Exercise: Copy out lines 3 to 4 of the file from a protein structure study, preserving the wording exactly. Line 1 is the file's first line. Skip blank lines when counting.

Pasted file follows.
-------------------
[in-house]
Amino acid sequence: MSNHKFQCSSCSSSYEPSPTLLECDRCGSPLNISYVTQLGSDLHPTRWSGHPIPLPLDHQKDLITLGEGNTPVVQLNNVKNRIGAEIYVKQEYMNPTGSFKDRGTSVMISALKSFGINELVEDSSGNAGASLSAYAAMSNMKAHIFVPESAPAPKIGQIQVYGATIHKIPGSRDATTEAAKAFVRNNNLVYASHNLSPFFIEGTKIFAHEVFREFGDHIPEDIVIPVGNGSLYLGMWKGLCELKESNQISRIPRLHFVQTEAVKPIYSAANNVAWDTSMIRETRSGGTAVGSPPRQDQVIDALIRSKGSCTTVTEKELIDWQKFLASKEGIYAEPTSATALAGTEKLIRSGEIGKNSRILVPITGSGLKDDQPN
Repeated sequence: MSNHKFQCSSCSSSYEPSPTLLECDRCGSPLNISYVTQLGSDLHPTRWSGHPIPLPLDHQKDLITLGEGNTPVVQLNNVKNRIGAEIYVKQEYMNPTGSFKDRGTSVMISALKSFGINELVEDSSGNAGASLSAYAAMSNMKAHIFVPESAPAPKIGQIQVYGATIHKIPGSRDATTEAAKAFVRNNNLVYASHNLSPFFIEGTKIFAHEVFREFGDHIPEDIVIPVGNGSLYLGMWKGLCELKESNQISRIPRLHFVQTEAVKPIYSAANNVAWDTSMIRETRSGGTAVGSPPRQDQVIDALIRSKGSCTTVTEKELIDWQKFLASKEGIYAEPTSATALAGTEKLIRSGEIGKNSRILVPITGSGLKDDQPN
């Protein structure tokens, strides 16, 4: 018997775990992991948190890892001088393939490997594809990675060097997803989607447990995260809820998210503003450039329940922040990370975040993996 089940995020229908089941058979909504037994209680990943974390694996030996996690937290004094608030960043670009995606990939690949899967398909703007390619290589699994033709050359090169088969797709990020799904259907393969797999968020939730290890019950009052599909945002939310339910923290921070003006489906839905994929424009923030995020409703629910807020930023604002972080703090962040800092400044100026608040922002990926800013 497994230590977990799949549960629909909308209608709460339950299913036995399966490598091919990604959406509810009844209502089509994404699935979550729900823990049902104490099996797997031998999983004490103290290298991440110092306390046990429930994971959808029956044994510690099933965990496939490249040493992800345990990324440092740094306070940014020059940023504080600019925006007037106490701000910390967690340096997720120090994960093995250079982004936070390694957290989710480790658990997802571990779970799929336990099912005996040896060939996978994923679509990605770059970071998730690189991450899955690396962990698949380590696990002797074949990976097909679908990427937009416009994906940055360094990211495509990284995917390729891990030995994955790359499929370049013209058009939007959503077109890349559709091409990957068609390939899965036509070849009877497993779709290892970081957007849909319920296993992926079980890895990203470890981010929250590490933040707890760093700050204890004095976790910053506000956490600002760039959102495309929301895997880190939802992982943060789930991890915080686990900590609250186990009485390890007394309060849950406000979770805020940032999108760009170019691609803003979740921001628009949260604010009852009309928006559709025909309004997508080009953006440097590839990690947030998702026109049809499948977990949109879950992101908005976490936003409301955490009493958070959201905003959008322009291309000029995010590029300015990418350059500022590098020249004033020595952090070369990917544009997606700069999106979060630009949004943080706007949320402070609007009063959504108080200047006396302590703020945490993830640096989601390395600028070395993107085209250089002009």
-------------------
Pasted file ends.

Repeated sequence: MSNHKFQCSSCSSSYEPSPTLLECDRCGSPLNISYVTQLGSDLHPTRWSGHPIPLPLDHQKDLITLGEGNTPVVQLNNVKNRIGAEIYVKQEYMNPTGSFKDRGTSVMISALKSFGINELVEDSSGNAGASLSAYAAMSNMKAHIFVPESAPAPKIGQIQVYGATIHKIPGSRDATTEAAKAFVRNNNLVYASHNLSPFFIEGTKIFAHEVFREFGDHIPEDIVIPVGNGSLYLGMWKGLCELKESNQISRIPRLHFVQTEAVKPIYSAANNVAWDTSMIRETRSGGTAVGSPPRQDQVIDALIRSKGSCTTVTEKELIDWQKFLASKEGIYAEPTSATALAGTEKLIRSGEIGKNSRILVPITGSGLKDDQPN
């Protein structure tokens, strides 16, 4: 018997775990992991948190890892001088393939490997594809990675060097997803989607447990995260809820998210503003450039329940922040990370975040993996 089940995020229908089941058979909504037994209680990943974390694996030996996690937290004094608030960043670009995606990939690949899967398909703007390619290589699994033709050359090169088969797709990020799904259907393969797999968020939730290890019950009052599909945002939310339910923290921070003006489906839905994929424009923030995020409703629910807020930023604002972080703090962040800092400044100026608040922002990926800013 497994230590977990799949549960629909909308209608709460339950299913036995399966490598091919990604959406509810009844209502089509994404699935979550729900823990049902104490099996797997031998999983004490103290290298991440110092306390046990429930994971959808029956044994510690099933965990496939490249040493992800345990990324440092740094306070940014020059940023504080600019925006007037106490701000910390967690340096997720120090994960093995250079982004936070390694957290989710480790658990997802571990779970799929336990099912005996040896060939996978994923679509990605770059970071998730690189991450899955690396962990698949380590696990002797074949990976097909679908990427937009416009994906940055360094990211495509990284995917390729891990030995994955790359499929370049013209058009939007959503077109890349559709091409990957068609390939899965036509070849009877497993779709290892970081957007849909319920296993992926079980890895990203470890981010929250590490933040707890760093700050204890004095976790910053506000956490600002760039959102495309929301895997880190939802992982943060789930991890915080686990900590609250186990009485390890007394309060849950406000979770805020940032999108760009170019691609803003979740921001628009949260604010009852009309928006559709025909309004997508080009953006440097590839990690947030998702026109049809499948977990949109879950992101908005976490936003409301955490009493958070959201905003959008322009291309000029995010590029300015990418350059500022590098020249004033020595952090070369990917544009997606700069999106979060630009949004943080706007949320402070609007009063959504108080200047006396302590703020945490993830640096989601390395600028070395993107085209250089002009």